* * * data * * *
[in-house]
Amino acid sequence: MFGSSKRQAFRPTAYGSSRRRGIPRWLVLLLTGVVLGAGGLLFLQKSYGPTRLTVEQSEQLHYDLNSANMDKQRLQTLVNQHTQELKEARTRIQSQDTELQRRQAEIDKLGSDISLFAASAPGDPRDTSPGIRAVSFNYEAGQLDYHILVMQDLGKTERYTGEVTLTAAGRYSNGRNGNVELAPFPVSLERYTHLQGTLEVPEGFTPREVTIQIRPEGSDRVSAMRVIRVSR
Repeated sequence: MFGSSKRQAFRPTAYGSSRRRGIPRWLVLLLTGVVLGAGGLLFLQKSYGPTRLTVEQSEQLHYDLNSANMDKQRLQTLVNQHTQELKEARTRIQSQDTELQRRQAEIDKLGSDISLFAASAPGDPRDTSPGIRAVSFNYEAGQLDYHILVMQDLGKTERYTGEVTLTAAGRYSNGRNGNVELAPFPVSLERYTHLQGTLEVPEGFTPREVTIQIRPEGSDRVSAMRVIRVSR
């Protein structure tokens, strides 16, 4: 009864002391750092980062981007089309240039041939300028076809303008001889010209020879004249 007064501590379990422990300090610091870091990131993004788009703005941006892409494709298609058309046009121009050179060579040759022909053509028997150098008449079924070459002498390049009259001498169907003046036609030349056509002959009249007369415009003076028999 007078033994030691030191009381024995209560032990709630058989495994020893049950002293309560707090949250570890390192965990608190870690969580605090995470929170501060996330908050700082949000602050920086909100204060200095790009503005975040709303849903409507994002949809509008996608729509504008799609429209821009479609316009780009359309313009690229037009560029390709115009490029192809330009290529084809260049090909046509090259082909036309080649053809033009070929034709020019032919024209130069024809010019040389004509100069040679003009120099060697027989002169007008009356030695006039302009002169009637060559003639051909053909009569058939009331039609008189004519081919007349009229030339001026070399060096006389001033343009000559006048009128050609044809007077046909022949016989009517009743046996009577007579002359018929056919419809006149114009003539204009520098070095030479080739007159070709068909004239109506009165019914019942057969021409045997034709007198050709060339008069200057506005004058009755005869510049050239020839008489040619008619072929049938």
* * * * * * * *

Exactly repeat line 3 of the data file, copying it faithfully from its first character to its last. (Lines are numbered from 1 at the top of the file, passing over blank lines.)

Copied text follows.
Repeated sequence: MFGSSKRQAFRPTAYGSSRRRGIPRWLVLLLTGVVLGAGGLLFLQKSYGPTRLTVEQSEQLHYDLNSANMDKQRLQTLVNQHTQELKEARTRIQSQDTELQRRQAEIDKLGSDISLFAASAPGDPRDTSPGIRAVSFNYEAGQLDYHILVMQDLGKTERYTGEVTLTAAGRYSNGRNGNVELAPFPVSLERYTHLQGTLEVPEGFTPREVTIQIRPEGSDRVSAMRVIRVSR